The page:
British Surveillance Firm Denies Bugging Ecuador's Embassy
A British private surveillance company denied on Thursday (July 4) that it had bugged the Ecuadorean embassy in London, where WikiLeaks founder Julian Assange has been living.
Ecuador's Foreign Minister Ricardo Patino made the allegation, against the Surveillance Group Ltd in Quito on Wednesday (July 3).
Patino says the microphone was found in the office of Ambassador Ana Alban at the time of his visit to the embassy on June 16 to meet with Assange, who has been granted asylum by Ecuador.
The Surveillance Group's CEO Timothy Young rejected Patino's allegations.
[Timothy Young, CEO, Surveillance Group]:
"This is completely untrue. The Surveillance Group do not have and have never been engaged in any activities of this nature. We've not been contacted by any member of the Ecuadorean government and our first notification about this incident was via the press this morning. This is a wholly untrue assertion."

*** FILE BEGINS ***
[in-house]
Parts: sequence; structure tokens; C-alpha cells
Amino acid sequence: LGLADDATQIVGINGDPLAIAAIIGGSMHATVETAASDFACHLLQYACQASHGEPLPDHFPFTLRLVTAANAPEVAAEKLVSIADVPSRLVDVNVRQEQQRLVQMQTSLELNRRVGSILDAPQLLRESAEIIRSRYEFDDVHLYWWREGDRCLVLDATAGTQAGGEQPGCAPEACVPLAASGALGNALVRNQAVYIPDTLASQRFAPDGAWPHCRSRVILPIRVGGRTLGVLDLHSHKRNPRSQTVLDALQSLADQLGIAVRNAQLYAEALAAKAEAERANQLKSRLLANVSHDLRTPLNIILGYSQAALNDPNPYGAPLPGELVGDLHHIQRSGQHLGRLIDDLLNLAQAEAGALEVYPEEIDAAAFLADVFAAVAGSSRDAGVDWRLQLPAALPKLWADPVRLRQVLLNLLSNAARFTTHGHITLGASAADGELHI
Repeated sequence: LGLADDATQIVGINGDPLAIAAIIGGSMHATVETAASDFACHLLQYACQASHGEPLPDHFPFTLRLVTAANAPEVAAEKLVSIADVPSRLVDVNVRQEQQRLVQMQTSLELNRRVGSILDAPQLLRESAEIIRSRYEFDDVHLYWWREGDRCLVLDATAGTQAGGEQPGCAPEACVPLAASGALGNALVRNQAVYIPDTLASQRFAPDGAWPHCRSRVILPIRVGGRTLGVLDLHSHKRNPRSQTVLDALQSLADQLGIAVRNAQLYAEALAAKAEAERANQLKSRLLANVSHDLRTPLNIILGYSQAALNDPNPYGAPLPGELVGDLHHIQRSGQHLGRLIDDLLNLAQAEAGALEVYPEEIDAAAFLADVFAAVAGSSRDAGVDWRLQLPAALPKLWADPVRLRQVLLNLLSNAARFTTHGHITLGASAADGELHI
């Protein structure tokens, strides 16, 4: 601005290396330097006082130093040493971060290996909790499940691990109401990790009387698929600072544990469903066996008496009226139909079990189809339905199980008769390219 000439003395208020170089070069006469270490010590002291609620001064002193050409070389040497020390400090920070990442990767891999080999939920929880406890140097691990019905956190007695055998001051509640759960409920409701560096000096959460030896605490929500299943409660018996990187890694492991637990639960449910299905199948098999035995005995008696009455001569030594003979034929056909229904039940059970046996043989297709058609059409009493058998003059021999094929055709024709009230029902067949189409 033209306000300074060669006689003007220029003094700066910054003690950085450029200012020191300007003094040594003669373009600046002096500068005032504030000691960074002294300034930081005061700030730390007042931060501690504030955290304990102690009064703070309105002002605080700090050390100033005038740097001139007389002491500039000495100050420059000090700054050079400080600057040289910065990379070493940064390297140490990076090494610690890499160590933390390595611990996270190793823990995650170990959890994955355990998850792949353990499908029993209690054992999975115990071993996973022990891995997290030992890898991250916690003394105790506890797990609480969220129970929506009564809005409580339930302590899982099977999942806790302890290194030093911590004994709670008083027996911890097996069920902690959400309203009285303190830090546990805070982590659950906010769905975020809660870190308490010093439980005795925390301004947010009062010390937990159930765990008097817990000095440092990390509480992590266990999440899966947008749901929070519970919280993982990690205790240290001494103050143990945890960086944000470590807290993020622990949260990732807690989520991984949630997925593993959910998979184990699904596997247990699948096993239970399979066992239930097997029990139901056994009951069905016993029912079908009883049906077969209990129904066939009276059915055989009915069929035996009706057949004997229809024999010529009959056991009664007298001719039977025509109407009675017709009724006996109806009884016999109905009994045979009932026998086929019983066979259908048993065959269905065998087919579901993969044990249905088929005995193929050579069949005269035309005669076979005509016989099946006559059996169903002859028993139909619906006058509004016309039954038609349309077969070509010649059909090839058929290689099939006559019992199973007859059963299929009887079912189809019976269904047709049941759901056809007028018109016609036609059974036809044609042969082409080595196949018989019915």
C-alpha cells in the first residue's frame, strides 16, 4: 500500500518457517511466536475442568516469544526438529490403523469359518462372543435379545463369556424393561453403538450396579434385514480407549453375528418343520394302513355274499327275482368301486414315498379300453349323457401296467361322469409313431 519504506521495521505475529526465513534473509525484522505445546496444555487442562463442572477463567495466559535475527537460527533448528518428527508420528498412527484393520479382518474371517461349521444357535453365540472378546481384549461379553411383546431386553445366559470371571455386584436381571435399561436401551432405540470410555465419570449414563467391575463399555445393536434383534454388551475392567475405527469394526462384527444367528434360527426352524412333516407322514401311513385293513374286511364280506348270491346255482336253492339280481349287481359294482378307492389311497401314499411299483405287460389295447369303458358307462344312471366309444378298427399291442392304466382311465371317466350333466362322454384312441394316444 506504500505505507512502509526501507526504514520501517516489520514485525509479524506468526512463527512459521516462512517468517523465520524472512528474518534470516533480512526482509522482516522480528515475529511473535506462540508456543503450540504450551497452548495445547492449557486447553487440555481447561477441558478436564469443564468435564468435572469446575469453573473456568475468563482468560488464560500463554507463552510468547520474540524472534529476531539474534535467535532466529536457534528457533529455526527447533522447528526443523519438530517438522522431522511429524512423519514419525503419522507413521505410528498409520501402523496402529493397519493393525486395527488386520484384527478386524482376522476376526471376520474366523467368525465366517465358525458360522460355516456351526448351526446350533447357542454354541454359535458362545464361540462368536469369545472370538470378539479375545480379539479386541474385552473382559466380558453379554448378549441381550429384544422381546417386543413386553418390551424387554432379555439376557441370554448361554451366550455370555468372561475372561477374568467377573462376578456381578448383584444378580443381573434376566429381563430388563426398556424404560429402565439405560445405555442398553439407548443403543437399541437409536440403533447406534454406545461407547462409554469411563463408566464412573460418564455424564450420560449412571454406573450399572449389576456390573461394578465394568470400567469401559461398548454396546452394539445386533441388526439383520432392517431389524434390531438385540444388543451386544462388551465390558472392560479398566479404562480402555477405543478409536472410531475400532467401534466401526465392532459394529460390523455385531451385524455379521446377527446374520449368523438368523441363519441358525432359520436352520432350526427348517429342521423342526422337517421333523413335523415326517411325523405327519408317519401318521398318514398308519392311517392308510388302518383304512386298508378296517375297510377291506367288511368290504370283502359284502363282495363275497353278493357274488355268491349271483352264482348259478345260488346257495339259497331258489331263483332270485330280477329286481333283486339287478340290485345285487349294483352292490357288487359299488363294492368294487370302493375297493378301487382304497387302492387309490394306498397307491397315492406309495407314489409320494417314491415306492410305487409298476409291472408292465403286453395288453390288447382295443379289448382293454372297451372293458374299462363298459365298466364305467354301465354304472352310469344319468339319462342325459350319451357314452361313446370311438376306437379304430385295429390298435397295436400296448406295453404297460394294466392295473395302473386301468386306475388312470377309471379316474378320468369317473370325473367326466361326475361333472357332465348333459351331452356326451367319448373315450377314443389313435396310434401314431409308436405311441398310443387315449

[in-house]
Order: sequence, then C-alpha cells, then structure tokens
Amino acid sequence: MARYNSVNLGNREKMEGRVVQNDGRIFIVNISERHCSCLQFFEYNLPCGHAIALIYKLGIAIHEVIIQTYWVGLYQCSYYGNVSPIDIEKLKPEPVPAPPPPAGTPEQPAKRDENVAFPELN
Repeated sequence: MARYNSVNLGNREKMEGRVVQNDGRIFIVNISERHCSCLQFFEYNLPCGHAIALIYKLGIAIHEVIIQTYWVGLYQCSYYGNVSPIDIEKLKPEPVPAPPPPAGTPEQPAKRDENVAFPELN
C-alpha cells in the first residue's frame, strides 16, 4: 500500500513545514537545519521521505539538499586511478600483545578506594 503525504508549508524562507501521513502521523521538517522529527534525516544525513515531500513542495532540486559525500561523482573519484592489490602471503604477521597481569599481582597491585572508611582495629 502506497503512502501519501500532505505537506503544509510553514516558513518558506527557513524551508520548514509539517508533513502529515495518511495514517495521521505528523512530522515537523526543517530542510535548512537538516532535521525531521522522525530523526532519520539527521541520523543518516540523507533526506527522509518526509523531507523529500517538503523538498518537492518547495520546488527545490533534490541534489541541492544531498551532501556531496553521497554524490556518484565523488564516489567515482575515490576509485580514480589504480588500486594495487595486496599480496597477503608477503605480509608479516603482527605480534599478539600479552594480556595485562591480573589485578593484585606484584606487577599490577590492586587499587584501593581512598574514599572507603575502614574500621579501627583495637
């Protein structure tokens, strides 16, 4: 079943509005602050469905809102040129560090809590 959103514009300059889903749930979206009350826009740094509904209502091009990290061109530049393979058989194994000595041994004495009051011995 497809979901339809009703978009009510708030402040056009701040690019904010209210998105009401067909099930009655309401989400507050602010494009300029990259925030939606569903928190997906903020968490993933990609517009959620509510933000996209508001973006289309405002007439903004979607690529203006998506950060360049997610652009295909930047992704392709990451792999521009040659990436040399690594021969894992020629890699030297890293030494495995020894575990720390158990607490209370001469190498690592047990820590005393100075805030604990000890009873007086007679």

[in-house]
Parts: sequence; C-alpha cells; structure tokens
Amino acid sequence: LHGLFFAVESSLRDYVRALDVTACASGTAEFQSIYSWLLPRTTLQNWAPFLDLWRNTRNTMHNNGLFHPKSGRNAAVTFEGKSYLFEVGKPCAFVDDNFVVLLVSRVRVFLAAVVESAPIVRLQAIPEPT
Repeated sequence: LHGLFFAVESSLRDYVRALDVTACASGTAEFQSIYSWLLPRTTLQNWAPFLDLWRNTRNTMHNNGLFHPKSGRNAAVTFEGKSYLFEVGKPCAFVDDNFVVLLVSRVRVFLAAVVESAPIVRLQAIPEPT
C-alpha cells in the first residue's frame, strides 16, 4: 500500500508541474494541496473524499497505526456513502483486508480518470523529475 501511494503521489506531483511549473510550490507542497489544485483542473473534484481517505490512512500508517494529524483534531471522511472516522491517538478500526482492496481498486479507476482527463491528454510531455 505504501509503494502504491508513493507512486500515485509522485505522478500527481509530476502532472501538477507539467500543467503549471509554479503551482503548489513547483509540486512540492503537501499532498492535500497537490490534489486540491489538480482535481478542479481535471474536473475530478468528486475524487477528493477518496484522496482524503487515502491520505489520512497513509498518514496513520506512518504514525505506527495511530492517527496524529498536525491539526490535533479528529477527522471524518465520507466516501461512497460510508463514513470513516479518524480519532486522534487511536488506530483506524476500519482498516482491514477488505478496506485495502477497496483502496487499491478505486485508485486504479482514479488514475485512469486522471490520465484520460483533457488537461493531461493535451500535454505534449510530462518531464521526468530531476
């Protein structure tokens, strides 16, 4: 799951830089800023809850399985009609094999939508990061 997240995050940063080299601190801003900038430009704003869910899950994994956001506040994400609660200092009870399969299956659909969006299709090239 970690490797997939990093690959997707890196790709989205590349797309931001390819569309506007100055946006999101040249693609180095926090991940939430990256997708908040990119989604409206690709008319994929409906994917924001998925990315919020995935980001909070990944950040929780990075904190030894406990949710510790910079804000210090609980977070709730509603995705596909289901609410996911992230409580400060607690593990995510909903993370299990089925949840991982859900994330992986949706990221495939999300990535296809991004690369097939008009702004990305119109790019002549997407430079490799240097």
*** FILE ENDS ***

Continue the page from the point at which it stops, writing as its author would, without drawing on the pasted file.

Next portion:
Patino described the Surveillance Group as one of the biggest private investigation and undercover surveillance companies in the United Kingdom.
Assange risks arrest if he steps out of the embassy, because he has breached his bail terms in Britain.
He sought refuge inside the embassy in June 2012 to avoid extradition to Sweden, to face allegations of rape and sexual assault.
Assange fears that if sent to Sweden he could be extradited from there to the United States, to face potential charges over the release of thousands of confidential U.S. documents on WikiLeaks.
The topic of covert state surveillance has been at the top of the global news agenda, since a series of leaks last month by former U.S. National Security Agency contractor Edward Snowden.
WikiLeaks is trying to assist Snowden, who is believed to be stranded at an airport in Moscow and seeking asylum in a variety of countries, including Ecuador.